Miss Nina

Miss Nina is one of those rare yachts that was designed for the kind of cruising most of us really want to do. While providing the comfort, motion, and secure feeling only attainable in a boat of her size, her shoal draft of only 2’8” allows her to enter anchorages normally barred to boats larger than a small gunkholer, enabling one to get up close and personal with the incredible shorelines and wildlife of Penobscot Bay, and find the most lovely of peaceful anchorages.

Those who appreciate a clean and beautifully maintained vessel will love Miss Nina. She looks like a brand new boat throughout, with beautifully maintained varnish and top quality paint finishes everywhere you look. Upholstery, paint schemes, and equipment have all been carefully chosen by her very experienced owners, and the result is a yacht that shows well in any company.

Miss Nina was specifically designed for entertaining, and she will easily sleep, seat, and feed six people in real comfort. For day sailing, a much larger group can find comfort in the cockpit and pilothouse and on the foredeck.

The gracious and roomy pilothouse allows operation of the vessel in comfort and provides a comfortable seating area for six, good for relaxing with friends and watching the world go by. Its large windows make a fine place to enjoy one’s surroundings, whatever the weather is doing. Excellent instrumentation, all-around visibility, and convenient controls make the inside steering station a pleasure to use.

Deck space is extraordinary. The wide cockpit sole is at the same level as the pilothouse sole and side decks, and features waist-high bulwarks all around, for the ultimate in security. A large, U-shaped settee with cushions and back rests follows the curve of the graceful fantail stern. A convenient outside steering station features a large wheel you can stand beside, to steer.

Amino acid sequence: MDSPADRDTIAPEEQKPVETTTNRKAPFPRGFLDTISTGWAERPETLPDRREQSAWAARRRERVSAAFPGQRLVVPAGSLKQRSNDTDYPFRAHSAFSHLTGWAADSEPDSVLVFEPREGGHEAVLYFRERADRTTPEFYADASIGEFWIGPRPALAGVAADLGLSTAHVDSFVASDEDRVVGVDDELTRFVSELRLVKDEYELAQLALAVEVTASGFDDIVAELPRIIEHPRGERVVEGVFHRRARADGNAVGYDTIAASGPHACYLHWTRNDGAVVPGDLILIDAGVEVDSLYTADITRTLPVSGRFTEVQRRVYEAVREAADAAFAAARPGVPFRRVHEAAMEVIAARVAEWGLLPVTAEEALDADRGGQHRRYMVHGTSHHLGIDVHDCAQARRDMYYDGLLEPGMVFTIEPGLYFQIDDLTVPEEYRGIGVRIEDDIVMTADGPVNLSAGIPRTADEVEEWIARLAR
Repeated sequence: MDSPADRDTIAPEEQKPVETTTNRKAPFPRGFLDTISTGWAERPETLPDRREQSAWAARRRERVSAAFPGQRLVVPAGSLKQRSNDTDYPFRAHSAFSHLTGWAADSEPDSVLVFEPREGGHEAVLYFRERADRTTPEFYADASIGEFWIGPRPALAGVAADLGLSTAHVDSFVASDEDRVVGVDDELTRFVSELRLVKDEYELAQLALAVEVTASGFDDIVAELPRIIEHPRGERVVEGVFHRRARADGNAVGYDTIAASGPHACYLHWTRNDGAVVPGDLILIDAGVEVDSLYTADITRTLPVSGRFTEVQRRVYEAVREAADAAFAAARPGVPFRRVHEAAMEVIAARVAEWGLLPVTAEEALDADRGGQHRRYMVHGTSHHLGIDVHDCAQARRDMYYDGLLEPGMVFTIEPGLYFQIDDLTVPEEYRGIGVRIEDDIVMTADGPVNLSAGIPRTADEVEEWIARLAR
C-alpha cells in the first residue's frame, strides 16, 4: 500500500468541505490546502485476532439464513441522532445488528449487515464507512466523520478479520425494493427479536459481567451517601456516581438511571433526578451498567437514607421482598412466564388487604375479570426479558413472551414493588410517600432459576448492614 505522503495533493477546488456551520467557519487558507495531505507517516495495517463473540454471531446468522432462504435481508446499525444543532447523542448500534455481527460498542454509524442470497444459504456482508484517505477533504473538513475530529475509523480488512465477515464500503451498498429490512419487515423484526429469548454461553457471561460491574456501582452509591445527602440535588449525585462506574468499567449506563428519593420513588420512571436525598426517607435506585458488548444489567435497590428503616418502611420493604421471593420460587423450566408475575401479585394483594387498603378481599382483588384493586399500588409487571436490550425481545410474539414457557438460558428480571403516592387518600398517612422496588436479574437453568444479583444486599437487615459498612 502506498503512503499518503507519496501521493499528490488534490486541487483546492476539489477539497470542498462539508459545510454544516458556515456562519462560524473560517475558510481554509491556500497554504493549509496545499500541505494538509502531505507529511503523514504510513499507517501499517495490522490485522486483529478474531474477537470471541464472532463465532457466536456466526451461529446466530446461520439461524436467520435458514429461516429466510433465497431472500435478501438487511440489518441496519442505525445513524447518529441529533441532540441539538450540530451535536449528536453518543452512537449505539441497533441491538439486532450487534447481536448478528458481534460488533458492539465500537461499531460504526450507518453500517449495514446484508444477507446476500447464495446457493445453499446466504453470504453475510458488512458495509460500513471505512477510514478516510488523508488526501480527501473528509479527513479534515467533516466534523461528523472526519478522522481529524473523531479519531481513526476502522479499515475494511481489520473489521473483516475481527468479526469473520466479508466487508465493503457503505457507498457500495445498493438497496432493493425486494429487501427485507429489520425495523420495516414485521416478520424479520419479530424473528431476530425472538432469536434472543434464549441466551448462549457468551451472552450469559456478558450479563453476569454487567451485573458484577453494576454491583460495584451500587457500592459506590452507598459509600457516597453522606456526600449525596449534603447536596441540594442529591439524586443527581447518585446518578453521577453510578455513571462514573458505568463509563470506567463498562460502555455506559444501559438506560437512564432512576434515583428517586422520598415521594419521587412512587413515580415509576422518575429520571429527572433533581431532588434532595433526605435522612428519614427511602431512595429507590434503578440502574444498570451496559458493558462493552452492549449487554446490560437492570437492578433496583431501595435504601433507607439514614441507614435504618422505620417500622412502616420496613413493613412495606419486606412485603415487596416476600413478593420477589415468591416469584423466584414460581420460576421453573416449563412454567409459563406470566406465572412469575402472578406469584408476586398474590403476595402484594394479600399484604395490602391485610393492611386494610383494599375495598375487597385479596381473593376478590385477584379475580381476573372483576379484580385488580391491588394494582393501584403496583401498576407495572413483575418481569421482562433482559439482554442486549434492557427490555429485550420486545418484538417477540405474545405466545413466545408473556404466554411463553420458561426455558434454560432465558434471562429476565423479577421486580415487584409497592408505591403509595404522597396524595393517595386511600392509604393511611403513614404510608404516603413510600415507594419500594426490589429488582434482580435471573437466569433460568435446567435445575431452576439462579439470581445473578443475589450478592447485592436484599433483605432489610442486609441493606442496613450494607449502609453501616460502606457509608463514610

The wide, flush foredeck, with tall lifelines all around, is ideal for sunbathing and working the ship. The forwardmost portion of the foredeck is recessed for security when handling the anchor or mooring. There is a Simpson Lawrence electric windlass with foot switches, serving a 75 lb CQR plow anchor on an all-chain rode and a 35 lb. CQR on a mixed rope and chain rode.  There are also windlass controls in the pilothouse, so the anchor can be set or raised, and scope adjusted, without going forward to do it. A Danforth kedge anchor and rode are stored in one of the cockpit lockers.

Down below, MISS NINA has about the ultimate in elbow room, light, and ventilation. Large windows in the topsides offer wide views of ones surroundings and are a unique feature that transforms the interior into something really different from a darker, more confined traditional yacht cabin. As such she is ideal for long periods aboard, and families with children will find that there is lots more “running around” room than on most other boats.